|Born: July 28, 1901|
|Died: November 18, 1979 (aged 78)|
Yucca Valley, California
|August 12, 1925, for the New York Giants|
|Last MLB appearance|
|July 16, 1943, for the Brooklyn Dodgers|
|Earned run average||3.51|
|Career highlights and awards|
Frederick Landis Fitzsimmons (July 28, 1901 – November 18, 1979) was an American right-handed pitcher, manager and coach in Major League Baseball who played from 1925 to 1943 with the New York Giants and Brooklyn Dodgers. Nicknamed "Fat Freddie" (he carried as much as 205 pounds (93 kg) on his 5-foot, 11-inch (1.80 m) frame), and known for his mastery of the knuckle curve, Fitzsimmons' 217 wins were the third most by a National League right-hander in the period from 1920 to 1955, trailing only Burleigh Grimes and Paul Derringer. In 1940 he set an NL record, which stood until 1959, with a single-season winning percentage of .889 (16–2). He was an agile fielder in spite of his heavy build, holding the major league record for career double plays (79) from 1938 to 1964, and tying another record by leading the league in putouts four times; he ranked eighth in NL history in putouts (237) and ninth in fielding percentage (.977) when his career ended.
Born in Mishawaka, Indiana, Fitzsimmons broke in with the Giants in August 1925, posting a 6–3 record over the rest of the year. After seasons of 14 and 17 wins, he earned a career-high 20 victories in 1928, a year which saw the arrival of teammate Carl Hubbell; until Fitzsimmons' departure in 1937, the two formed a formidable left-right combination at the heart of the Giants' staff. In 1930 he led the NL in winning percentage for the first time with a 19–7 record (.731), and an 18–11 season followed in 1931. In 1933, the first full season after Bill Terry took over from John McGraw as manager, he won 16 games with a 2.90 earned run average as the Giants won the NL pennant; in the 1933 World Series against the Washington Senators, he suffered a 4–0 defeat in Game 3, though it was New York's only loss as they captured their first title since 1922.
He had another 18-win season in 1934, and led the NL in putouts for the fourth time, tying Grover Cleveland Alexander's major league mark. However, his career then began to plateau. He had years of 4–8 and 10–7 in 1935 and 1936, with the Giants winning the NL pennant again the latter year; he led the NL in shutouts in 1935, blanking opponents in all 4 of his victories. His troubles returned in the 1936 World Series against the New York Yankees; he lost Game 3 by a 2–1 score, and was bombarded in the final Game 6 loss, leaving in the fourth inning while trailing 5–2. After a 6–10 start in 1937, he was traded to the Dodgers in June for reliever Tom Baker, who made only 15 appearances for the Giants. Brooklyn shortstop Leo Durocher praised his new teammate's competitiveness, saying, "I wish we had nine guys like Fitz. We'd never lose." Though his record in 1938-39 totaled only 18–17, in 1938 he tied Grimes' mark of 74 career double plays, passing him the following year; Warren Spahn broke his record in 1964. He came back in 1940 with a 16–2 campaign, finishing fifth in the MVP voting. His .889 winning percentage broke the NL record of .842 (16–3) shared by Tom L. Hughes (1916 Boston Braves) and Emil Yde (1924 Pittsburgh Pirates), and stood until Roy Face posted an 18–1 mark (.947) with the 1959 Pirates.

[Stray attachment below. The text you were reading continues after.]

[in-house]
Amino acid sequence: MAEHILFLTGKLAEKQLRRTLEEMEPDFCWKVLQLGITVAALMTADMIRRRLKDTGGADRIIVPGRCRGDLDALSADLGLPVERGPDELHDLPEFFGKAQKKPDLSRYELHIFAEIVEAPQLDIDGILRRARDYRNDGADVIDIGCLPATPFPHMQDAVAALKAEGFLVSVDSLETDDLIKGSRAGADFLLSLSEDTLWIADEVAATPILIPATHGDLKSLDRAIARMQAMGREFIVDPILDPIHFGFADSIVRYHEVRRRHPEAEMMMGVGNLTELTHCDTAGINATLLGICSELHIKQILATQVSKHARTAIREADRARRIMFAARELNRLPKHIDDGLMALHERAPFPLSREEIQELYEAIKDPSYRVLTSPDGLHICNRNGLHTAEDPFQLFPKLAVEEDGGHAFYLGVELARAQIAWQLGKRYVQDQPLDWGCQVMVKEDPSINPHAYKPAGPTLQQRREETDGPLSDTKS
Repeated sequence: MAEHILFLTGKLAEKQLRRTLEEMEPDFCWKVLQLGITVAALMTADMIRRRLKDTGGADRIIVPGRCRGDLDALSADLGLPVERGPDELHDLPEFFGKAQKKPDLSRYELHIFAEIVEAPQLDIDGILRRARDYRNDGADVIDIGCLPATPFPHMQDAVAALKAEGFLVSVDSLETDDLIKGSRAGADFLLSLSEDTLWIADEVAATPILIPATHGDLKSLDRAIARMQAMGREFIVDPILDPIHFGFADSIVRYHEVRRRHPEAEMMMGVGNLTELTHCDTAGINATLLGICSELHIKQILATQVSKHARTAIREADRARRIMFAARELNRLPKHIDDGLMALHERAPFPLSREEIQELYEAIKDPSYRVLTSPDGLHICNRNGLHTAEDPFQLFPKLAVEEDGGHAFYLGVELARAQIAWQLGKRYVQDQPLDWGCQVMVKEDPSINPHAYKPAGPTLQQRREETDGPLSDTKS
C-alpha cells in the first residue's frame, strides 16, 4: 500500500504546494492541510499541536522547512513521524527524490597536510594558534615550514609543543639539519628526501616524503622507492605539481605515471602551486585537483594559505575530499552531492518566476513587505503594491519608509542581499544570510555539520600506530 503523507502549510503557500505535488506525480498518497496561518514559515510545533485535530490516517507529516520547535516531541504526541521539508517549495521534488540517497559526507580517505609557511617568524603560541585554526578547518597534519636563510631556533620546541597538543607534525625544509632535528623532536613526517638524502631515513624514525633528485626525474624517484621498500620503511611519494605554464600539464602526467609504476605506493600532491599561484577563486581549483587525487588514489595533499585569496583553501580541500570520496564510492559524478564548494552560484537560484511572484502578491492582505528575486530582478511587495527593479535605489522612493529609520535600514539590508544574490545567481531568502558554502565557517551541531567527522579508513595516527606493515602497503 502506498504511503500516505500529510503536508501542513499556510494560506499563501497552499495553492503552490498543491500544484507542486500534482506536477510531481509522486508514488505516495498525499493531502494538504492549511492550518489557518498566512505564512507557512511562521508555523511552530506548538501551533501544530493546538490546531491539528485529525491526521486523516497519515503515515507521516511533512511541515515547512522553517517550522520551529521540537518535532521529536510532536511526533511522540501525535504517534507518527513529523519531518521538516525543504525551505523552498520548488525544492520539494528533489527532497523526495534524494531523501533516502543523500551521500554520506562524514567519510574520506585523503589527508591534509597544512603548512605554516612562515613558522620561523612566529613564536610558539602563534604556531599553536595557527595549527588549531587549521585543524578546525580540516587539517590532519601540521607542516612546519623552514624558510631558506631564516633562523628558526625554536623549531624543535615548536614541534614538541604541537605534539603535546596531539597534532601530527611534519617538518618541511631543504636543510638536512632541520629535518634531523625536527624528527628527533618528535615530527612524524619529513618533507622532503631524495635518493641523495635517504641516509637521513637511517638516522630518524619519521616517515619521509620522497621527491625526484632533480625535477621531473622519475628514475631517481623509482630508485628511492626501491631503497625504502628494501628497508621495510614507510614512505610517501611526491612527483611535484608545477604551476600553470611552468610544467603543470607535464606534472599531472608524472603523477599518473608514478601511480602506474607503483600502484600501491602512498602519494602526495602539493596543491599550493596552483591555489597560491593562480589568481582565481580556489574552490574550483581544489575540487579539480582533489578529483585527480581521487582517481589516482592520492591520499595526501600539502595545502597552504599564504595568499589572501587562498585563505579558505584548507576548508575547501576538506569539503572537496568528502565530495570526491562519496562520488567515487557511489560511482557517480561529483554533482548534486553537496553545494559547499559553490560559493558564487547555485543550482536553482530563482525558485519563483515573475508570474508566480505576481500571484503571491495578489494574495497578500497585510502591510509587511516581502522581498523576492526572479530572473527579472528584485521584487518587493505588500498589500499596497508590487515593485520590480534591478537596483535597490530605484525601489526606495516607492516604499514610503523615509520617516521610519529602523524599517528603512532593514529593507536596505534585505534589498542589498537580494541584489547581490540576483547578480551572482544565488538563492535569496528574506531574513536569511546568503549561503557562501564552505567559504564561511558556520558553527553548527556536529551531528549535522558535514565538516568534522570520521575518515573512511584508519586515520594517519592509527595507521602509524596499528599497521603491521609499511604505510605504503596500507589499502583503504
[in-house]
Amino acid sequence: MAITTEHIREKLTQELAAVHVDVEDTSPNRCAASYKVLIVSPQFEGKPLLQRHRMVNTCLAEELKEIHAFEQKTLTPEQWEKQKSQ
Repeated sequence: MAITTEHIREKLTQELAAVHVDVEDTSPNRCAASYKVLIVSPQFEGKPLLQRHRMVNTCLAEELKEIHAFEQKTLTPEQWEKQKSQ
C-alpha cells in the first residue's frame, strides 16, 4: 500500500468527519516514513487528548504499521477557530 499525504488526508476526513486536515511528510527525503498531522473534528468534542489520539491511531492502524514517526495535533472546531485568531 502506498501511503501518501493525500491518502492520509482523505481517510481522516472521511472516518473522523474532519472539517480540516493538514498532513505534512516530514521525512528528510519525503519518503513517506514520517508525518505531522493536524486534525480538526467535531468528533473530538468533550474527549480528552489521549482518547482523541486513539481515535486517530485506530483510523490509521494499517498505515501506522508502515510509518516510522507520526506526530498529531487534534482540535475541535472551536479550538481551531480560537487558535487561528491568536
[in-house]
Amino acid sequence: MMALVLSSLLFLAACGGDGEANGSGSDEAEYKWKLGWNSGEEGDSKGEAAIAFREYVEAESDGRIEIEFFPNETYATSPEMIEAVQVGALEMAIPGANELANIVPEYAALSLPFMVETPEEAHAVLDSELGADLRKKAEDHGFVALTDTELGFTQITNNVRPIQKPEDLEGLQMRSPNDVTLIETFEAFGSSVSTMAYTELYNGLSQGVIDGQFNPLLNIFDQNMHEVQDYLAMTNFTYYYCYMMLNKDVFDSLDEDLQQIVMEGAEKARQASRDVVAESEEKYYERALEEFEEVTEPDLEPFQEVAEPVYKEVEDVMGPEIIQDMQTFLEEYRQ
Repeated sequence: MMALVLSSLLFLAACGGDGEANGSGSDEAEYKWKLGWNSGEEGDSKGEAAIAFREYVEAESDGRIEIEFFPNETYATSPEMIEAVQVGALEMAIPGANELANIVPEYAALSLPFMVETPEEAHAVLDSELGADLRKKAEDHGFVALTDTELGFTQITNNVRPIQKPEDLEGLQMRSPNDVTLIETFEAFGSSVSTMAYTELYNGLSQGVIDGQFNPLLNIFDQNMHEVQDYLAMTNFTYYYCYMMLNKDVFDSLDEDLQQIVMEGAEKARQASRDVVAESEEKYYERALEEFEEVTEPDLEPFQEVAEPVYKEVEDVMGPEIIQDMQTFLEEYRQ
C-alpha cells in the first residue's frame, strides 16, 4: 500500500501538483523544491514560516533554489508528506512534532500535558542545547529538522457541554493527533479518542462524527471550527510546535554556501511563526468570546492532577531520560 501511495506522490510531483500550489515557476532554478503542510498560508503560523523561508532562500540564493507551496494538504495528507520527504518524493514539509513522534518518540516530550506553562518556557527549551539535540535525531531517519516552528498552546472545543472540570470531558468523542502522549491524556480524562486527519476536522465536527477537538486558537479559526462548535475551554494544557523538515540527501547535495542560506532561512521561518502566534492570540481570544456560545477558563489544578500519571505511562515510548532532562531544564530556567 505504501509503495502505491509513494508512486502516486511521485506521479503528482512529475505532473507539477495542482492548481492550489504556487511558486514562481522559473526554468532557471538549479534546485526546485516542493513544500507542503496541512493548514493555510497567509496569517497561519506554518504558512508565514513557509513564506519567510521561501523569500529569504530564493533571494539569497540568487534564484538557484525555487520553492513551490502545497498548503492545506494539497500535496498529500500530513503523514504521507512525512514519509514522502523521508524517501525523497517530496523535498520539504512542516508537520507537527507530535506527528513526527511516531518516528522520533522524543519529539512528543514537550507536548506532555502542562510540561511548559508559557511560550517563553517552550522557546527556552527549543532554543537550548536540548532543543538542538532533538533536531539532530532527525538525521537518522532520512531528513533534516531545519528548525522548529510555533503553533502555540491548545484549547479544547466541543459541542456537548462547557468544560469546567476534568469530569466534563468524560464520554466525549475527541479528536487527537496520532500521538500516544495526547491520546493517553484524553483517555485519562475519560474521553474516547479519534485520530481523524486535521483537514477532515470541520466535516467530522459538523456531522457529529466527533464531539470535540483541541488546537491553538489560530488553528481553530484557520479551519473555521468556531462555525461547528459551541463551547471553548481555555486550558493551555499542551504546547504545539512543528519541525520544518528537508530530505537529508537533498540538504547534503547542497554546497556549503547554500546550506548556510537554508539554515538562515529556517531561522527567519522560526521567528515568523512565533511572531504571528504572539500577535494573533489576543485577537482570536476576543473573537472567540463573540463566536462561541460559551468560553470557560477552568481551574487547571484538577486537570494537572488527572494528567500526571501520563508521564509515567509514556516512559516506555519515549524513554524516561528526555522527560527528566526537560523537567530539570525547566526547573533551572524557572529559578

Fitzsimmons made only 12 starts in 1941, going 6–1 as the Dodgers won their first pennant since 1920. He almost earned his long-elusive World Series victory against the Yankees, holding them to four hits through seven innings in Game 3. But he was forced to leave with a 0–0 score after being struck in the kneecap by a line drive hit by Marius Russo, which caromed into Pee Wee Reese's glove to end the inning. His replacement surrendered two runs in the eighth, and New York triumphed 2–1.
Following his knee injury, Fitzsimmons made only one start in 1942 and served as a coach on player-manager Durocher's staff. He then returned to the active list and made nine appearances for the 1943 Dodgers before Brooklyn released him July 27. The following day, the tail-ending Philadelphia Phillies tabbed him as their manager, replacing Bucky Harris and ending Fitzsimmons' playing career. He compiled a 217–146 (.598) record with an ERA of 3.51 and 870 strikeouts in 513 games and 3,2232⁄3 innings pitched.
Fitzsimmons was a better than average hitting pitcher in his career. He compiled a .200 average (231-1155) with 112 runs, 103 RBI and 14 home runs. In 1930, '31 and '32 as a member of the New York Giants, he drove in 13, 18 and 10 runs respectively. In four World Series appearances, he batted .375 (3-8).
He managed the Phillies through the middle of the 1945 season, compiling only 105 wins against 181 losses (.367). In 1943 and 1944 he also served as general manager of the Brooklyn Dodgers in the All-America Football Conference. After World War II, Fitzsimmons became a coach with the Boston Braves (1948), Giants (1949–55), Chicago Cubs (1957–59; 1966) and Kansas City Athletics (1960). He also managed in minor league baseball. On Durocher's Giants staff, Fitzsimmons finally earned a championship as a coach for the 1954 World Series team.
- Career statistics and player information from MLB, or ESPN, or Baseball-Reference, or Fangraphs, or The Baseball Cube, or Baseball-Reference (Minors), or Retrosheet
- career highlights Baseball Library
- Biography The Baseball Page
- New York Times obituary The Deadball Era
- Interview with Fred Fitzsimmons (sound recording) by Dr. Eugene Murdock on June 16, 1978, in Yucca Valley, Calif. (1 hr.). Available on the Cleveland Public Library's Digital Gallery.